my paris kitchen by david lebovitz book cover
A collection of stories and 100 sweet and savory French-inspired recipes from popular food blogger David Lebovitz, reflecting the way Parisians eat today and featuring lush photography taken around Paris and in David's Parisian kitchen.

It’s been ten years since David Lebovitz packed up his most treasured cookbooks, a well-worn cast-iron skillet, and his laptop and moved to Paris. In that time, the culinary culture of France has shifted as a new generation of chefs and home cooks—most notably in Paris—incorporates ingredients and techniques from around the world into traditional French dishes.

 In My Paris Kitchen, David remasters the classics, introduces lesser-known fare, and presents 100 sweet and savory recipes that reflect the way modern Parisians eat today. You’ll find Soupe à l’oignon, Cassoulet, Coq au vin, and Croque-monsieur, as well as Smoky barbecue-style pork, Lamb shank tagine, Dukkah-roasted cauliflower, Salt cod fritters with tartar sauce, and Wheat berry salad with radicchio, root vegetables, and pomegranate. And of course, there’s dessert: Warm chocolate cake with salted butter caramel sauce, Duck fat cookies, Bay leaf poundcake with orange glaze, French cheesecake...and the list goes on. David also shares stories told with his trademark wit and humor, and lush photography taken on location around Paris and in David’s kitchen reveals the quirks, trials, beauty, and joys of life in the culinary capital of the world.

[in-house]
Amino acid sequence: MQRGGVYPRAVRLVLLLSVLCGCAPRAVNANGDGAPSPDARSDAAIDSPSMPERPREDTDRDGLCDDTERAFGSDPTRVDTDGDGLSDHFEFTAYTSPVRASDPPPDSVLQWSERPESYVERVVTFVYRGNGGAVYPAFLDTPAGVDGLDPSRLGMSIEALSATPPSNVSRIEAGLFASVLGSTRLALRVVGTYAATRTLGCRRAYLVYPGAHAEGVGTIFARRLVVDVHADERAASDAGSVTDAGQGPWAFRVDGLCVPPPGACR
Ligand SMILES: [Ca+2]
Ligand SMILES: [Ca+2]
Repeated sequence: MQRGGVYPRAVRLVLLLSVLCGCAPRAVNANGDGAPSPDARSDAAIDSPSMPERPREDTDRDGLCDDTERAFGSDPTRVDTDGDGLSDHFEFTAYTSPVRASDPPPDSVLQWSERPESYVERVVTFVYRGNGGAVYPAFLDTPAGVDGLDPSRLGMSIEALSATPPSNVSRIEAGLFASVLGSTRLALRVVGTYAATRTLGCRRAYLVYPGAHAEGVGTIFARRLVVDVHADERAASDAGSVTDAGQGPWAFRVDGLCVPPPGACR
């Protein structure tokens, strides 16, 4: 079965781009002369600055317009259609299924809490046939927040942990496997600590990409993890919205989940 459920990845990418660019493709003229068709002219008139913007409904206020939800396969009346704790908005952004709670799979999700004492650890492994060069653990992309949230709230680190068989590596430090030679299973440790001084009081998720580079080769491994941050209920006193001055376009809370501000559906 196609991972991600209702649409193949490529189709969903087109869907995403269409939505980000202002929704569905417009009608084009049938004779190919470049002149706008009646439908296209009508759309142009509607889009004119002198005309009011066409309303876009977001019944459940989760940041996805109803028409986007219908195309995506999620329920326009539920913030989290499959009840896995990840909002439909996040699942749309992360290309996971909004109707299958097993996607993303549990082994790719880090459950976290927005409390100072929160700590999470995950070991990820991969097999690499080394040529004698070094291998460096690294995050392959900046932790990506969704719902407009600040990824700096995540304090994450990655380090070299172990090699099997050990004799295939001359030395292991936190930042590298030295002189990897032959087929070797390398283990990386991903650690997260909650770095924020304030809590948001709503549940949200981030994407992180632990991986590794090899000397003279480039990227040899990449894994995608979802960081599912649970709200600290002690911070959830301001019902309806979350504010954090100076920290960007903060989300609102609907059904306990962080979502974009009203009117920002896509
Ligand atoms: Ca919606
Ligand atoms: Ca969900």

In My Paris Kitchen, blogger/chef/celebrated food writer David Lebovitz invites the reader into his own kitchen.  As is evident from the cookbook’s title, Lebovitz makes his home in Paris, France, and has adapted his cooking (and baking!) to his surroundings.  He visits local markets and shops and is dedicated to making regional dishes with the best ingredients, and then to telling the world about it.  His particular fusion of American and French food sensibility (and the stories that go with them) is fascinating, mouth-watering, and inspiring by turns.  This book may well spark a desire within the reader to pack up and make an Atlantic crossing.  That French market rotisserie chicken sounds divine.

With most cookbooks I can tell pretty quickly that either the food or the writing is the chef’s sweet spot.  I mean, if they’ve gotten to the point of writing a cookbook, I assume that they’re freakishly talented in both areas, but usually I can tell if they’re a writer who happens to be a great cook/photographer, or a professional cook with a good story or restaurant to rep. David Lebovitz is an equally brilliant writer and chef.  His writing put me right in the midst of the modern Paris cooking scene, and his recipes sent me to foodie heaven.  Color me impressed!